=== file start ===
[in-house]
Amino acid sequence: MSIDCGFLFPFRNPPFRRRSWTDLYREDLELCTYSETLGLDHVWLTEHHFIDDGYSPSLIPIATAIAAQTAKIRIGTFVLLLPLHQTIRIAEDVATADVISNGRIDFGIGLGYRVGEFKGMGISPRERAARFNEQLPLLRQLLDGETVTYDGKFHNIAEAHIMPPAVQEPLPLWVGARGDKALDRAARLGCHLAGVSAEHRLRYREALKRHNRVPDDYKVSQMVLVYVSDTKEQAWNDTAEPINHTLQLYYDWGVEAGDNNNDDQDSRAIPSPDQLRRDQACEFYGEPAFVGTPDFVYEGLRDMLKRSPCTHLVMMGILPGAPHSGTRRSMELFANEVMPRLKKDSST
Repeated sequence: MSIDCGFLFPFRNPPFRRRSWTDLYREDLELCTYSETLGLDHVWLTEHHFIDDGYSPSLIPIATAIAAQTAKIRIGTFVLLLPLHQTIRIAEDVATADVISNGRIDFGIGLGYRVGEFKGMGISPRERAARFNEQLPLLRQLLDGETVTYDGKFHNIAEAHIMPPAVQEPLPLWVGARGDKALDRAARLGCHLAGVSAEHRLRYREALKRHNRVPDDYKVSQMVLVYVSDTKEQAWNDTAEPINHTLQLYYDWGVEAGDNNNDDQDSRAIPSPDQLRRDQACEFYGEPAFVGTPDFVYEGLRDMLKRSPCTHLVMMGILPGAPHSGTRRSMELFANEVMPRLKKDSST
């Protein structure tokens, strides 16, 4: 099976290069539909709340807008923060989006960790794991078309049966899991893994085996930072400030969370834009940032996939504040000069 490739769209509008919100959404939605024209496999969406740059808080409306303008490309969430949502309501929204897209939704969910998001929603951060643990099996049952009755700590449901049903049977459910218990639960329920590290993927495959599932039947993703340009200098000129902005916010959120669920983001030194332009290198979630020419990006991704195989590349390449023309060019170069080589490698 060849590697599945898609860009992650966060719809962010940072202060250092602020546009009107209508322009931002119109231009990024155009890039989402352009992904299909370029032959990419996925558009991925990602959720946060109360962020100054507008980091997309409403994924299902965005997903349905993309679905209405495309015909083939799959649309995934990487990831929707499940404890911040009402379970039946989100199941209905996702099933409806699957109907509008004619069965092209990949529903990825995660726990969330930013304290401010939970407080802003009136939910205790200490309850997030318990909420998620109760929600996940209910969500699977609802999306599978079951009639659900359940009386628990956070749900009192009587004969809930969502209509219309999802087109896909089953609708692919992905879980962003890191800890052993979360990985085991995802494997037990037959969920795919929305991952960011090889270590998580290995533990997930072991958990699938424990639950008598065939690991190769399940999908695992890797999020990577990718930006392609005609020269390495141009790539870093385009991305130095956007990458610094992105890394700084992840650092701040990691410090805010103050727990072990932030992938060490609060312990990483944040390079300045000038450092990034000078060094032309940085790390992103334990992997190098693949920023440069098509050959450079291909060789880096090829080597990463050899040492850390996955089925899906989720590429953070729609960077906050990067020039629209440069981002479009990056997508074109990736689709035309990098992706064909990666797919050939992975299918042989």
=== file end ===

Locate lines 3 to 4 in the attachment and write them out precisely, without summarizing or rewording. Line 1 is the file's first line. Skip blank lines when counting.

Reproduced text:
Repeated sequence: MSIDCGFLFPFRNPPFRRRSWTDLYREDLELCTYSETLGLDHVWLTEHHFIDDGYSPSLIPIATAIAAQTAKIRIGTFVLLLPLHQTIRIAEDVATADVISNGRIDFGIGLGYRVGEFKGMGISPRERAARFNEQLPLLRQLLDGETVTYDGKFHNIAEAHIMPPAVQEPLPLWVGARGDKALDRAARLGCHLAGVSAEHRLRYREALKRHNRVPDDYKVSQMVLVYVSDTKEQAWNDTAEPINHTLQLYYDWGVEAGDNNNDDQDSRAIPSPDQLRRDQACEFYGEPAFVGTPDFVYEGLRDMLKRSPCTHLVMMGILPGAPHSGTRRSMELFANEVMPRLKKDSST
């Protein structure tokens, strides 16, 4: 099976290069539909709340807008923060989006960790794991078309049966899991893994085996930072400030969370834009940032996939504040000069 490739769209509008919100959404939605024209496999969406740059808080409306303008490309969430949502309501929204897209939704969910998001929603951060643990099996049952009755700590449901049903049977459910218990639960329920590290993927495959599932039947993703340009200098000129902005916010959120669920983001030194332009290198979630020419990006991704195989590349390449023309060019170069080589490698 060849590697599945898609860009992650966060719809962010940072202060250092602020546009009107209508322009931002119109231009990024155009890039989402352009992904299909370029032959990419996925558009991925990602959720946060109360962020100054507008980091997309409403994924299902965005997903349905993309679905209405495309015909083939799959649309995934990487990831929707499940404890911040009402379970039946989100199941209905996702099933409806699957109907509008004619069965092209990949529903990825995660726990969330930013304290401010939970407080802003009136939910205790200490309850997030318990909420998620109760929600996940209910969500699977609802999306599978079951009639659900359940009386628990956070749900009192009587004969809930969502209509219309999802087109896909089953609708692919992905879980962003890191800890052993979360990985085991995802494997037990037959969920795919929305991952960011090889270590998580290995533990997930072991958990699938424990639950008598065939690991190769399940999908695992890797999020990577990718930006392609005609020269390495141009790539870093385009991305130095956007990458610094992105890394700084992840650092701040990691410090805010103050727990072990932030992938060490609060312990990483944040390079300045000038450092990034000078060094032309940085790390992103334990992997190098693949920023440069098509050959450079291909060789880096090829080597990463050899040492850390996955089925899906989720590429953070729609960077906050990067020039629209440069981002479009990056997508074109990736689709035309990098992706064909990666797919050939992975299918042989």